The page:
In 1988, a manufacturer of Chinese herb formulas—Health Concerns—asked about producing a broad-spectrum treatment for intestinal problems that might involve various parasites.  A formula, originally developed under the name Aloe 22, and later produced under the name Aquilaria 22, combines the ingredients of Omphalia 11 with other herbs that were deemed helpful for intestinal problems.  It includes aquilaria, cardamon, saussurea, melia fruit, and chih-shih: herbs that can treat abdominal pain and distention and relieve intestinal spasms.  The herbs control diarrhea that is due to infections, and help to treat constipation that is due to weak intestinal function.  Melia has anti-fungal effects and helps get rid of intestinal worms.  The formula also contains the astringent herbs terminalia, pomegranate rind, and nutmeg: these herbs treat diarrhea due to infections, regulate the secretions of the intestines, and treat ulceration of the intestinal mucosa.  Pomegranate rind inhibits fungi, viruses, and bacteria.  The formula contains the additional anthelmintic herbs ulmus and aloe resin.  Aloe resin has anti-fungal properties; it is also a moderately strong purgative used for the treatment of constipation (it stimulates secretion of bile and thereby promotes intestinal peristalsis), but is included in small amounts.  An attempt has been made to balance two forces: one is a dispersing, eliminative force and the other is a contracting and building force.  By harmonizing these forces, the average long-term user will not experience either a debilitating draining of energy, nor a congesting restraint of energy, but rather a vitalizing, free flow of energy.  Aquilaria 22 has been a popular formula.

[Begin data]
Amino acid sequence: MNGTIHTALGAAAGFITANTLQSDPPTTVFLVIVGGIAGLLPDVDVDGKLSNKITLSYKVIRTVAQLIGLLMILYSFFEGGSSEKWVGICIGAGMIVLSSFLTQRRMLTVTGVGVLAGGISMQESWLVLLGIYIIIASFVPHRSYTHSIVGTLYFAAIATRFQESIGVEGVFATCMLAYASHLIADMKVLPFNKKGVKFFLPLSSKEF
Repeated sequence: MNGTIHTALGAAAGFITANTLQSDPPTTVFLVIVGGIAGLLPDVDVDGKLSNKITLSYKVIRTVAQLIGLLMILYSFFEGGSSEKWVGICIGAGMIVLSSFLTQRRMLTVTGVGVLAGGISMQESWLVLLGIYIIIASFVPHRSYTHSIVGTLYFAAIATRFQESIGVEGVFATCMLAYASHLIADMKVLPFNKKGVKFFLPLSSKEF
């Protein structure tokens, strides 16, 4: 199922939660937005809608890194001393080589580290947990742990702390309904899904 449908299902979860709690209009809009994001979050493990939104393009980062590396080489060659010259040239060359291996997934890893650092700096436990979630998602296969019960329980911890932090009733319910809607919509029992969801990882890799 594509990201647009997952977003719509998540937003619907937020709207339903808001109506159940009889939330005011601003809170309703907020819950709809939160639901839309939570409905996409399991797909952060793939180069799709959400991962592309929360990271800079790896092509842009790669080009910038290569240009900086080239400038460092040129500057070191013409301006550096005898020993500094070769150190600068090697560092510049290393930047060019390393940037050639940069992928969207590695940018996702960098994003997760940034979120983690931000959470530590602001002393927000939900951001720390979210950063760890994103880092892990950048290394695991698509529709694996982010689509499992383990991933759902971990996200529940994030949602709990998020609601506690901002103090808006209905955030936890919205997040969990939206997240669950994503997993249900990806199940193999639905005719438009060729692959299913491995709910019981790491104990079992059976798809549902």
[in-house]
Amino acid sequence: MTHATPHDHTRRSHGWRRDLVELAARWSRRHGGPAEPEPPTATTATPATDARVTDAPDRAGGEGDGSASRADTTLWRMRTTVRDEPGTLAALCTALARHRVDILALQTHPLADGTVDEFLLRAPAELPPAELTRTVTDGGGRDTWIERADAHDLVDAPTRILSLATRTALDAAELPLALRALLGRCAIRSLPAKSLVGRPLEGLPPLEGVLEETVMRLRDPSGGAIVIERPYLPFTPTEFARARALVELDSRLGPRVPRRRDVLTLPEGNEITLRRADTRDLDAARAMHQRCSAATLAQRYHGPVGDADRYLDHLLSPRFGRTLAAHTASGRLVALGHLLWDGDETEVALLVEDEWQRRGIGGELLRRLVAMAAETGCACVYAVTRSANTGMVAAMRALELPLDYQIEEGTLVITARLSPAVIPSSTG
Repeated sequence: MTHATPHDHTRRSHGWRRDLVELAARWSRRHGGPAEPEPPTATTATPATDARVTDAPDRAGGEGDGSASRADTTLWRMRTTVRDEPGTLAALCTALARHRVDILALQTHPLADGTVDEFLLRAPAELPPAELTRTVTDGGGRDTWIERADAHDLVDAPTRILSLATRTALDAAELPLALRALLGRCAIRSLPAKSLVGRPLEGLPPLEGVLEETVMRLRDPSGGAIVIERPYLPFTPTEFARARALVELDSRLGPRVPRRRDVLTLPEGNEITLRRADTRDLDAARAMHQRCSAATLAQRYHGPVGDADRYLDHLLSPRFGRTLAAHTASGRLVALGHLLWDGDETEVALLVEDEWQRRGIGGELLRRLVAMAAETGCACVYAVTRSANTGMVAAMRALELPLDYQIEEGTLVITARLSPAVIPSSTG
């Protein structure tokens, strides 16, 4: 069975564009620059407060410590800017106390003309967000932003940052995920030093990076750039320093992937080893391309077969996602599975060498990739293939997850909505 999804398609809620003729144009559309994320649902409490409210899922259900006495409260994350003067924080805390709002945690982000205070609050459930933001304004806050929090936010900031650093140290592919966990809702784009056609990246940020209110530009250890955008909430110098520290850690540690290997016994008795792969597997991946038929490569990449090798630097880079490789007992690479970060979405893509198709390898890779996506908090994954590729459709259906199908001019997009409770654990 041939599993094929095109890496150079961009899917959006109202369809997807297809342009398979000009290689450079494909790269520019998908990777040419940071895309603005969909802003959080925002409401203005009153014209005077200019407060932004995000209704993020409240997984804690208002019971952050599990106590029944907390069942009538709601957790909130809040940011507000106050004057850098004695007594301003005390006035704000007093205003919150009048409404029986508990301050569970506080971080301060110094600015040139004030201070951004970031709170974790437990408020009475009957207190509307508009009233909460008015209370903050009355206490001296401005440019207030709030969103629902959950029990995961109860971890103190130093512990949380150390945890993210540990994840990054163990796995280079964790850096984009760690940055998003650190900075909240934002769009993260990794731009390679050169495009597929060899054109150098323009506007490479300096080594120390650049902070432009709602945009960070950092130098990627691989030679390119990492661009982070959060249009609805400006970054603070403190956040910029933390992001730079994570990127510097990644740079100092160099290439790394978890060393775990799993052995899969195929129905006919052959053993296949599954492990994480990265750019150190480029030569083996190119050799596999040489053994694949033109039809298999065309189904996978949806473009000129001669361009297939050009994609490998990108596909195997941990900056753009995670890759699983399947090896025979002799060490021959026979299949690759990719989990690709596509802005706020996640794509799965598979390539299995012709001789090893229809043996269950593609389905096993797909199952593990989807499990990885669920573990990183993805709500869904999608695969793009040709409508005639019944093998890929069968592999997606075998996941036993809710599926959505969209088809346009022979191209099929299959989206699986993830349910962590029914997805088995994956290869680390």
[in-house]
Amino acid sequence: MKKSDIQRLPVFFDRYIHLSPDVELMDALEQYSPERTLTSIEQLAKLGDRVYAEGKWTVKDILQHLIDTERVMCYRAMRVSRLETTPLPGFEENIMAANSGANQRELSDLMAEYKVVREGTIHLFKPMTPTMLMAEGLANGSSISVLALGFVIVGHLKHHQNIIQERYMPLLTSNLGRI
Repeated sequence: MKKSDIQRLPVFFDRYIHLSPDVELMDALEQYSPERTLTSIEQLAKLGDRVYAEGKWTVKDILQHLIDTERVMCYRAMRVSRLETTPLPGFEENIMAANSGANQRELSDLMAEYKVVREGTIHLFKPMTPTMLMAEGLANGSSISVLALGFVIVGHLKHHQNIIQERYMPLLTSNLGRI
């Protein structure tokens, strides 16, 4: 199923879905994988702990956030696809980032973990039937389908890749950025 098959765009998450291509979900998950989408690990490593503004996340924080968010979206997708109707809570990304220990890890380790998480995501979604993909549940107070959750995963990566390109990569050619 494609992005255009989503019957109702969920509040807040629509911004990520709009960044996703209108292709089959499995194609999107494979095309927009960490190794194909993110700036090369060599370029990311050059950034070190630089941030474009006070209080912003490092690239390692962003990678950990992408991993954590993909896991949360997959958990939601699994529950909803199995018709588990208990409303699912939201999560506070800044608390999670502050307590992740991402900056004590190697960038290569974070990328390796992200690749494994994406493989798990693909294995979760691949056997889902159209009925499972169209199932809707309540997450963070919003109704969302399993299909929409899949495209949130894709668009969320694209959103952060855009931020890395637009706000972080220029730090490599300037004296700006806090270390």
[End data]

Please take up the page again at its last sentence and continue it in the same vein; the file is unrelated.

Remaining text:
In an attempt to also develop somewhat more specific remedies for the different categories of pathogens, ITM formulated two other prescriptions for Health Concerns: Phellostatin and Artestatin.  Phellostatin is a combination of seven herbs that were shown in Chinese laboratory experiments to inhibit candida; their general character, from a traditional Chinese view, is that they inhibit inflammation and diarrhea (in the traditional categories of deficiency heat and damp heat, respectively).  The seven ingredients are phellodendron, anemarrhena, plantago, pulsatilla, capillaris, cnidium fruit, and houttuynia.  Some of these herbs, mainly pulsatilla and capillaris, inhibit protozoa as well, but the main focus of the formula is candida.  These anti-candida herbs are combined with codonopsis, atractylodes, dioscorea, licorice, and cardamon to improve the functions of the digestive system (in the traditional category of stomach/spleen system).  ITM has received numerous reports of benefits from use of this formula and it has become one of Health Concerns’ most popular products.